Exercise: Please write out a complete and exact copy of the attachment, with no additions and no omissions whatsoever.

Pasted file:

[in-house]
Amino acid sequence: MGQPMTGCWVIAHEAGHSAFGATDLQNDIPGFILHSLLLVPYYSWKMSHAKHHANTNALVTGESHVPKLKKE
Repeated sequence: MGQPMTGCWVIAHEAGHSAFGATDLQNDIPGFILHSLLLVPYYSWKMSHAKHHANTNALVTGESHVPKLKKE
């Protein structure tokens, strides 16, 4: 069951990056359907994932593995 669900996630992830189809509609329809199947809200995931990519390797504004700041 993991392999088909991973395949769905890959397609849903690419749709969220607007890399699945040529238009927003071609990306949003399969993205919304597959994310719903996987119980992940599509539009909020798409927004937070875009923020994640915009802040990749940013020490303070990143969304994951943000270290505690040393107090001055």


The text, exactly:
[in-house]
Amino acid sequence: MGQPMTGCWVIAHEAGHSAFGATDLQNDIPGFILHSLLLVPYYSWKMSHAKHHANTNALVTGESHVPKLKKE
Repeated sequence: MGQPMTGCWVIAHEAGHSAFGATDLQNDIPGFILHSLLLVPYYSWKMSHAKHHANTNALVTGESHVPKLKKE
């Protein structure tokens, strides 16, 4: 069951990056359907994932593995 669900996630992830189809509609329809199947809200995931990519390797504004700041 993991392999088909991973395949769905890959397609849903690419749709969220607007890399699945040529238009927003071609990306949003399969993205919304597959994310719903996987119980992940599509539009909020798409927004937070875009923020994640915009802040990749940013020490303070990143969304994951943000270290505690040393107090001055």